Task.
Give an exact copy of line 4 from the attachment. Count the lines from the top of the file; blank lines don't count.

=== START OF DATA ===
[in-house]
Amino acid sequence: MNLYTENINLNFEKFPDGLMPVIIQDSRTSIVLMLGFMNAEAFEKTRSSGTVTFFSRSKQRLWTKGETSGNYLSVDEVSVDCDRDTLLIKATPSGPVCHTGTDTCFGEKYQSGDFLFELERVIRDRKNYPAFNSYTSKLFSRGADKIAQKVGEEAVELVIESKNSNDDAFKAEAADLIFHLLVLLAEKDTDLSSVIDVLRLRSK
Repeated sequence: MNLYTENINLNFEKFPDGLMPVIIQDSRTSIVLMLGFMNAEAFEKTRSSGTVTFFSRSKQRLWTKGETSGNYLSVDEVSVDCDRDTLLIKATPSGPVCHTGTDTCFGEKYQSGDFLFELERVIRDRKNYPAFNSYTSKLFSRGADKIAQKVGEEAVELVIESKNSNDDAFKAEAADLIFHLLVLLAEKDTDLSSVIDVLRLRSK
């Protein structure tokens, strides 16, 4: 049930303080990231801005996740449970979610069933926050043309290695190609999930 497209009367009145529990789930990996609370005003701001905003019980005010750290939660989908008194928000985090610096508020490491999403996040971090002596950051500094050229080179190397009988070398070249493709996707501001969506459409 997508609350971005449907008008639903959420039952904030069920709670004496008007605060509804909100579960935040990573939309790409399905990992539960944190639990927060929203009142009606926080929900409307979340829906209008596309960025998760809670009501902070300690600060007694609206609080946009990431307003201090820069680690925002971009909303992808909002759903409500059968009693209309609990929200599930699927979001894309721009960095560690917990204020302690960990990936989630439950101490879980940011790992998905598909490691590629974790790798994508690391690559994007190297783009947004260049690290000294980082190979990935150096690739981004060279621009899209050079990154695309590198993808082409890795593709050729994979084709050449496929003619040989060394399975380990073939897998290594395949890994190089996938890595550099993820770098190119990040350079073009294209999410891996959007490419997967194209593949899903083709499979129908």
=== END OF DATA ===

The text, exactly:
């Protein structure tokens, strides 16, 4: 049930303080990231801005996740449970979610069933926050043309290695190609999930 497209009367009145529990789930990996609370005003701001905003019980005010750290939660989908008194928000985090610096508020490491999403996040971090002596950051500094050229080179190397009988070398070249493709996707501001969506459409 997508609350971005449907008008639903959420039952904030069920709670004496008007605060509804909100579960935040990573939309790409399905990992539960944190639990927060929203009142009606926080929900409307979340829906209008596309960025998760809670009501902070300690600060007694609206609080946009990431307003201090820069680690925002971009909303992808909002759903409500059968009693209309609990929200599930699927979001894309721009960095560690917990204020302690960990990936989630439950101490879980940011790992998905598909490691590629974790790798994508690391690559994007190297783009947004260049690290000294980082190979990935150096690739981004060279621009899209050079990154695309590198993808082409890795593709050729994979084709050449496929003619040989060394399975380990073939897998290594395949890994190089996938890595550099993820770098190119990040350079073009294209999410891996959007490419997967194209593949899903083709499979129908």